A composite reconstruction of the earliest known Homo sapiens fossils from Jebel Irhoud, Morocco based on micro computed tomographic scans of multiple original fossils. Dated to 300 thousand years ago, these early Homo sapiens already have a modern-looking face that falls within the variation of humans living today. However, the archaic-looking braincase indicates that brain shape, and possibly brain function, evolved within the Homo sapiens lineage. | Philipp Gunz, MPI EVA Leipzig

Oldest Known Fossils for Our Species Discovered in Morocco

Remains of the earliest known Homo sapiens date to 300,000–350,000 years ago in North Africa, and push back the origins of our species by over 100,000 years.

Published On 06/07/2017
1:00 PM EDT
I I n 1971, anthropologist Chris Stringer traveled to museums across Europe to study and measure as many Neanderthal skulls as possible for his Ph.D. One enigmatic fossil, described as an “African Neanderthal” and dated to 40,000 years ago, particularly intrigued him. Thanks to a tip shared over coffee in Paris, he found the skull stored in another anthropologist’s cupboard.
Stringer was very puzzled by what he saw.
“I knew it was no Neanderthal,” recalled Stringer, who is now a Merit Researcher at the Natural History Museum in London. “It completely lacked their puffed-out cheek bones, mid-facial prominence, and enormous nose.”
Over the years, the fossil puzzled other scientists as well. A new excavation project began in 2004 at the site where the “African Neanderthal” was found in the 1960s — Jebel Irhoud, located west of Marrakesh in Morocco. Two new papers published in Nature report the astonishing results of this lengthy project: The so-called Neanderthal and related fossils turn out to be 300,000–350,000-year-old Homo sapiens, making them the oldest known remains for our species.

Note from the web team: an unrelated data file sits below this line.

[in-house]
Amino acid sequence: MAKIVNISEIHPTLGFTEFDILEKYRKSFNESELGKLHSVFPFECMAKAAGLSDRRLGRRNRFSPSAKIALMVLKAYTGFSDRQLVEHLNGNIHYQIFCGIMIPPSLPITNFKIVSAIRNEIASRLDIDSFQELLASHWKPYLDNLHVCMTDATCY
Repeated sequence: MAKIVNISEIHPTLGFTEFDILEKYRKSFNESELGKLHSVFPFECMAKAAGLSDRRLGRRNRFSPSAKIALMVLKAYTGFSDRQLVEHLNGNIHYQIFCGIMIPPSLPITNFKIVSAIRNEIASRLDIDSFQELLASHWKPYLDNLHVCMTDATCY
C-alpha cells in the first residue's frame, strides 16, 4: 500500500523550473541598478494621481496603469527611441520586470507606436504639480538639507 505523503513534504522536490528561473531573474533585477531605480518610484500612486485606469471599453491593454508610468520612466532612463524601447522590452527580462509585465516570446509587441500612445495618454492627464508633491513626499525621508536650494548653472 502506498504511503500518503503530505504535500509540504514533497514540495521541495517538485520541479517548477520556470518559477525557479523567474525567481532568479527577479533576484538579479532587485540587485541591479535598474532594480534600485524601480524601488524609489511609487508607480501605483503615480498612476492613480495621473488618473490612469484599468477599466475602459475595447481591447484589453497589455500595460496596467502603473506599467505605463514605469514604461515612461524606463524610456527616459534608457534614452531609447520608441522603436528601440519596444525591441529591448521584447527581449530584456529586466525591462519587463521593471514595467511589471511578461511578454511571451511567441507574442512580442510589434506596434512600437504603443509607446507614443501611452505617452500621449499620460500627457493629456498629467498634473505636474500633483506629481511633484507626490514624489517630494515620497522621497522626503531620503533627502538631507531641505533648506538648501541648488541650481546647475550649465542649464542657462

The twenty-two Homo sapiens fossils discovered so far at Jebel Irhoud push back the origins of our species by over one hundred thousand years. To put this into perspective, the prior oldest securely dated Homo sapiens fossils were known from the site of Omo Kibish in Ethiopia, and were dated to 195,000 years ago.
“Even though the Jebel Irhoud fossils currently represent the oldest Homo sapiens fossil remains, we do not believe that North Africa is the ‘cradle of humankind,’” Philipp Gunz, senior author of the first of the two papers, said.
View looking south of the Jebel Irhoud, Morocco site. The remaining deposits and several people excavating them are visible in the center. At the time the site was occupied by early hominins, it would have been a cave, but the covering rock and much sediment were removed by work at the site in the 1960s. | Shannon McPherron, MPI EVA Leipzig
Two of the new Jebel Irhoud, Morocco fossils in situ as they were discovered during excavation. In the center of the image, in a slightly more yellow brown tone, is the crushed top of a human skull (Irhoud 10) and visible just above this is a partial femur (Irhoud 13) resting against the back wall. Not visible behind the pointed rock (between the femur and the skull) is the mandible (Irhoud 11). The scale is in centimeters. | Steffen Schatz, MPI EVA Leipzig
Some of the Middle Stone Age stone tools from Jebel Irhoud, Morocco. Pointed forms such as a–i are common in the assemblage. | Mohammed Kamal, MPI-EVA Leipzig
The excavation area is visible as a dark notch a little more than half way down the ridge line sloping to the left. | Shannon McPherron, MPI EVA Leipzig
An illustration of El Graeco, foreground, living in a savannah environment in the Eastern Mediterranean 7.2 million years ago. | Velizar Simeonovski